U.S. commercial-property prices have surpassed the peak reached seven years ago, before the financial crisis sent real estate values plunging, Moody’s Investors Service Inc. said Thursday.
The Moody’s/RCA Commercial Property Price Indices national all-property composite index rose in September to 0.2 percent higher than its November 2007 level, Moody’s said. The gauge has recovered a loss of more than 40 percent since its January 2010 trough, according to the New York-based company.
Apartment complexes in large cities and office buildings in central business districts led the recovery, according to Moody’s. Higher values were driven by increased availability and a lower cost of capital, and a decline in distressed transactions. The apartment sector benefited from low borrowing costs, particularly from mortgage lenders Fannie Mae and Freddie Mac, the research company said in a statement.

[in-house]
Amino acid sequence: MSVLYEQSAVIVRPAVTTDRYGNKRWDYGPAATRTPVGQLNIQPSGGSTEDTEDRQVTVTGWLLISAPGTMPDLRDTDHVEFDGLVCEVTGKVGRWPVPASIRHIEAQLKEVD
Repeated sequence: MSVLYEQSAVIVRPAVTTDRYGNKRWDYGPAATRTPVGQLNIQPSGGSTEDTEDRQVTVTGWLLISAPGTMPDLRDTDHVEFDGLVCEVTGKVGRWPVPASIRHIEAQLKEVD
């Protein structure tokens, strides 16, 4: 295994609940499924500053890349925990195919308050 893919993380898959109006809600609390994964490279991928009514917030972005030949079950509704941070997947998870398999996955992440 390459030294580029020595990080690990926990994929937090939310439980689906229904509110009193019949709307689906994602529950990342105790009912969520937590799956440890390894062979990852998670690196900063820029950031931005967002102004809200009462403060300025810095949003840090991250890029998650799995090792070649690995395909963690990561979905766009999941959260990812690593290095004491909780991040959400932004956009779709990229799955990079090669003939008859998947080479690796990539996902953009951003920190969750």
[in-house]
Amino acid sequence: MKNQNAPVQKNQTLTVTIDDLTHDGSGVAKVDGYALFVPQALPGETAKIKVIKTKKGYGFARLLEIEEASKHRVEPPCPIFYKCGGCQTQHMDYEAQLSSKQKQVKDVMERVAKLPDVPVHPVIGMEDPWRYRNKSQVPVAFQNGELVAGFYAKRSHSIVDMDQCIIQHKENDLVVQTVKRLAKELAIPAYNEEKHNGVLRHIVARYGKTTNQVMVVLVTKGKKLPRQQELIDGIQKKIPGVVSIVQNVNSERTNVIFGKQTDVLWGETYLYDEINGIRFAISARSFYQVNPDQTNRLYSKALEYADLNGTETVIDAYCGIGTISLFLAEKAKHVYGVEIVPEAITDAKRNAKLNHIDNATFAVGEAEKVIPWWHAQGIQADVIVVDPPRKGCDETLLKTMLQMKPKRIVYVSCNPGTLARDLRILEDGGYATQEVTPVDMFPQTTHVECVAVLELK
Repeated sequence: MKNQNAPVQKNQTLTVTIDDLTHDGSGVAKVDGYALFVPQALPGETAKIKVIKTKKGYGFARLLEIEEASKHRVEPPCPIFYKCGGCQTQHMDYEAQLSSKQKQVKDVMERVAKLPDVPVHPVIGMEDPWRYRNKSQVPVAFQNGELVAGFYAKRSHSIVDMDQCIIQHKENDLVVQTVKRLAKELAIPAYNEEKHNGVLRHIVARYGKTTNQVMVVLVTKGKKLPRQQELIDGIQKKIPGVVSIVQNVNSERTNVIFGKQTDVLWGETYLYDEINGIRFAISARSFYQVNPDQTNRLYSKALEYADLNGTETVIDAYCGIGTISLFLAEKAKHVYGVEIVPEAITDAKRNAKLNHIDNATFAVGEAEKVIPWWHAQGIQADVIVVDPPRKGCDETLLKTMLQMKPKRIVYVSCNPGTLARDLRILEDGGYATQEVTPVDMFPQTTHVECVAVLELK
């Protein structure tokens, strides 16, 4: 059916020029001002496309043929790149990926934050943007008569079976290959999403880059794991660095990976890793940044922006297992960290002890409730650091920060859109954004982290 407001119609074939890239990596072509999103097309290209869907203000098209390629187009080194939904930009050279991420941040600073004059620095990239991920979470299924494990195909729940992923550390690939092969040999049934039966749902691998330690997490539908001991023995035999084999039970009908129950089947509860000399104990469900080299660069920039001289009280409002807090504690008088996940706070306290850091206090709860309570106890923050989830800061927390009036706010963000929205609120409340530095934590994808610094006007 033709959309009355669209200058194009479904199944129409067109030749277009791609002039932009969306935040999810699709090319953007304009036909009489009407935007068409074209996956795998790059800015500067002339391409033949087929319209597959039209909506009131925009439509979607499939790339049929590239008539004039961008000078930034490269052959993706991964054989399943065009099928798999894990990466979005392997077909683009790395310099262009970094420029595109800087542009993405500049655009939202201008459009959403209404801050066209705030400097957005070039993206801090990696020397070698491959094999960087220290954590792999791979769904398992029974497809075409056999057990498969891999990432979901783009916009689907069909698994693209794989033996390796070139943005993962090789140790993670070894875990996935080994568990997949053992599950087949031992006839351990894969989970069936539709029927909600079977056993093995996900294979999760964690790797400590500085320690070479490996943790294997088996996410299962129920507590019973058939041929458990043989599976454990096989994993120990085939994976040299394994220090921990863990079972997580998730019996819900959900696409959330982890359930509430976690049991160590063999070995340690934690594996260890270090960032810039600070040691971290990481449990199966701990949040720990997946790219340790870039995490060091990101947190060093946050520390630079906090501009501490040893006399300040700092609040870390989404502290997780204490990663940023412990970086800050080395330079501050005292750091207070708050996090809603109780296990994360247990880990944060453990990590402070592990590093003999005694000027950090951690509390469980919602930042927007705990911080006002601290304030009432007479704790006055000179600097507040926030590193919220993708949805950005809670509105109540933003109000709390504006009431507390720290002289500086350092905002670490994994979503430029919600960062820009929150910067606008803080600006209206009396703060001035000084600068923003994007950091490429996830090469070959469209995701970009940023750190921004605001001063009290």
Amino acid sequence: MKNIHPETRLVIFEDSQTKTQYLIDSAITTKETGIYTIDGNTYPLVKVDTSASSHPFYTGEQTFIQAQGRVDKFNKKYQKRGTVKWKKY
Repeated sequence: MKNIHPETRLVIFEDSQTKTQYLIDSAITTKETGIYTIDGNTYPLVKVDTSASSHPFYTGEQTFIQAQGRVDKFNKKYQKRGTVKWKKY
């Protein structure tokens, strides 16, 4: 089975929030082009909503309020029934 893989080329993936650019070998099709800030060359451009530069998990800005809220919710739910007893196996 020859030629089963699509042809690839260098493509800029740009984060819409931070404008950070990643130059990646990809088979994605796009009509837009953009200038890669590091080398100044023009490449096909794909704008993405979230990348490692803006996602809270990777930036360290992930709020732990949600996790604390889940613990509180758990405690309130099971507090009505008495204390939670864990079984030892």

“Multifamily sprang back quicker, since it only had a few quarters where there was a contraction in debt available,” Tad Philipp, director of commercial real estate research at Moody’s, said in a telephone interview. Other property types “took longer to come back because the liquidity took longer to come back.”
Apartment prices now exceed their pre-crisis peak by almost 18 percent, Moody’s said. In the past year, the best-performing core commercial property type has been office, with prices increasing almost 18 percent. Retail prices have had smaller gains, with a 5.3 percent increase in the past 12 months.
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